An Ethical Decision Support Tool: Improving the Identification and Response to the Ethical Dimensions of Software Projects

Don Gotterbarn


Software projects have ethical dimensions that need to be identified in order to minimize negative ethical issues and promote positive ethical values. A Software Development Impact Statement (SoDIS) can be used to help accomplish this task. This paper examines: the concept of a software development impact statement, the implementation of a decision support tool to aid in producing a SoDIS, the strengths and weaknesses of automating this process, including what was revealed about different ethical decision models, and the effectiveness

The problem:

The development, delivery, and use of computing artifacts have significant ethical, professional, and societal consequences. Although the negative consequences of deploying software have been documented, the occurrence of such consequences has, mistakenly, been treated as haphazard. The recognizable causes for many of these consequences actually originate in the software management and development process. There is a need to proactively identify these root causes and to develop an ethical decision support model whose use will increase the probability of the positive affects and decrease the probability of the negative affects. The positive and negative ethical impacts of software will continue until their underlying causes are understood and an ethical decision support tool is developed and dispersed.

Solution background:

Simon Rogerson and I developed the concept of a Software Development Impact Statement (SoDIS) as a model which can be used to identify the ethical dimensions of a software development project and to identify ways to mediate the potential negative consequence of that project. (Rogerson & Gotterbarn)

Shneiderman (1990) introduced the concept of a social impact statements to bring public participation into technology design. Huff and Jawer (1994) narrowed the application of this concept to participatory design in software development. Rogerson and Gotterbarn have developed the concept of a Software Development Impact Statement which can be effectively used to focus attention on the ethical issues associated with each stage of the software development process.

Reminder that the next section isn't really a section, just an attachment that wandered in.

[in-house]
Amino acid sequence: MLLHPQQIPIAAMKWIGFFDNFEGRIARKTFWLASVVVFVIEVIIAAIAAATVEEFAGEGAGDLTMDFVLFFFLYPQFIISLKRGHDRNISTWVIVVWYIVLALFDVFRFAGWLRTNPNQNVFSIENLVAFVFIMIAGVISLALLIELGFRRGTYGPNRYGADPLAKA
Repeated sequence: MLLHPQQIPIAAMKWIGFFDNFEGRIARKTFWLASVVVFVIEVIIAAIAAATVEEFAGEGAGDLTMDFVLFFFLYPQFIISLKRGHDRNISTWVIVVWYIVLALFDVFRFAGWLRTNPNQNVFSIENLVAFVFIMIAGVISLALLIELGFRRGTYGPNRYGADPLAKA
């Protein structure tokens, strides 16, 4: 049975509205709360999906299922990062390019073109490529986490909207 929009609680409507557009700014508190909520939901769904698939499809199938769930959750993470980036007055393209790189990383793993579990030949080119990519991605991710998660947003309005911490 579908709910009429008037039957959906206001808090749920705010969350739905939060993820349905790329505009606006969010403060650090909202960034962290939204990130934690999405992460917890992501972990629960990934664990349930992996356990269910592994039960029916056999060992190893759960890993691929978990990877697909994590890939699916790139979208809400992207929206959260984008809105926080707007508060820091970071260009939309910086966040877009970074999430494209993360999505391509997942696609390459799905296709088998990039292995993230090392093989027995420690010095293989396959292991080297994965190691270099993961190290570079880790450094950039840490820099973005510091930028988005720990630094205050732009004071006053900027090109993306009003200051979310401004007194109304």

Like an environmental impact statement, the most significant aspects of the software development impact statement is the process of developing the statement and what is discovered in developing the final statement. The software development impact statement is both a process and a product. The SoDIS uses a stakeholder analysis model to address the ethical dimensions of a project. Once stakeholders are identified, a developer needs to examine both the stakeholder\x{FFFD}s rights and the developers obligations to the stakeholder. The logical feasibility of this approach was tested with positive results in Gotterbarn=s classes in the U.S.

With the support of a National Science Foundation Grant work continued on the examination of the SoDIS principles and the development of a decision support tool. Results thus far include: the development of a formalized structure of the model which facilitates identification of negative ethical issues, and the development and testing of a working prototype which implements many of the features of the original SoDIS model.

The goal of the SoDIS process is to identify significant ways in which the completion of individual software development tasks may negatively affect stakeholders and to identify additional project tasks needed to prevent any anticipated problems. The SoDIS process uses a review of the software project plan to detect any potential social, professional, or ethical issues, concerns, or consequences related to the project.

The SoDIS process consists of four basic steps: (1) the identification of the immediate and extended stakeholders in a project, (2) the identification of the tasks or work breakdown packages in a target project, (3) for every task, the identification and recording of potential ethical issues violated by the completion of that task for each stakeholder, and (4) the recording of the details and solutions of significant ethical issues which may be related to individual tasks and an examination of whether the current task needs to be modified or a new task created in order to address the identified concern.

The SoDIS analysis process helps identify every task where there is a potential ethical issue compromised for some stakeholder caused by the completion of that task. For each stakeholder identified, a SoDIS analysis is completed for each project task. The SoDIS analysis is built around a questionnaire that considers five ethical principles which should be applied to every project.

The paper and tool demonstration will evaluate the ethical decision model used in the tool, discuss the limitations and strengths of automating an ethical decision making process, and how to provide guidance for those who need to evaluate ethical arguments. The development and use of a process and tool like this is required if software developers are regularly to create ethically sensitive software.